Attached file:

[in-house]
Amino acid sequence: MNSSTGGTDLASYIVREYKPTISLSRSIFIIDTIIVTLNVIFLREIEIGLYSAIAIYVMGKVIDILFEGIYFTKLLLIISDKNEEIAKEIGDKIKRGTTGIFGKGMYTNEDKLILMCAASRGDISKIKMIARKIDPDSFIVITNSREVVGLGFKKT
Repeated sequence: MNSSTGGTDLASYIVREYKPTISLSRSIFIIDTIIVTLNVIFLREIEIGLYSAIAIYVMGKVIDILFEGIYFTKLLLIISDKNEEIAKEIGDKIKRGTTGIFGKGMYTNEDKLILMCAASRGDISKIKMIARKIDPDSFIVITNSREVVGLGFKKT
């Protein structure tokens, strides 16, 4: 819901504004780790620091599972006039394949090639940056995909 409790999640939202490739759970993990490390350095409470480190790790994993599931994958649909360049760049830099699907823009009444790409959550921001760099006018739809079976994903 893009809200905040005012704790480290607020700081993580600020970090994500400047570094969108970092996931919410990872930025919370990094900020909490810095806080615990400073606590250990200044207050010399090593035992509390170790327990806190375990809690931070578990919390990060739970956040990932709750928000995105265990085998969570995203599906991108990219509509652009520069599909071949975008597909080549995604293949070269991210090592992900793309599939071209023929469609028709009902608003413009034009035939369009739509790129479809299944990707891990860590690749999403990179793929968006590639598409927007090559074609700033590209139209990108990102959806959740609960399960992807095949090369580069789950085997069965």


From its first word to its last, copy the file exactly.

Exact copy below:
[in-house]
Amino acid sequence: MNSSTGGTDLASYIVREYKPTISLSRSIFIIDTIIVTLNVIFLREIEIGLYSAIAIYVMGKVIDILFEGIYFTKLLLIISDKNEEIAKEIGDKIKRGTTGIFGKGMYTNEDKLILMCAASRGDISKIKMIARKIDPDSFIVITNSREVVGLGFKKT
Repeated sequence: MNSSTGGTDLASYIVREYKPTISLSRSIFIIDTIIVTLNVIFLREIEIGLYSAIAIYVMGKVIDILFEGIYFTKLLLIISDKNEEIAKEIGDKIKRGTTGIFGKGMYTNEDKLILMCAASRGDISKIKMIARKIDPDSFIVITNSREVVGLGFKKT
């Protein structure tokens, strides 16, 4: 819901504004780790620091599972006039394949090639940056995909 409790999640939202490739759970993990490390350095409470480190790790994993599931994958649909360049760049830099699907823009009444790409959550921001760099006018739809079976994903 893009809200905040005012704790480290607020700081993580600020970090994500400047570094969108970092996931919410990872930025919370990094900020909490810095806080615990400073606590250990200044207050010399090593035992509390170790327990806190375990809690931070578990919390990060739970956040990932709750928000995105265990085998969570995203599906991108990219509509652009520069599909071949975008597909080549995604293949070269991210090592992900793309599939071209023929469609028709009902608003413009034009035939369009739509790129479809299944990707891990860590690749999403990179793929968006590639598409927007090559074609700033590209139209990108990102959806959740609960399960992807095949090369580069789950085997069965």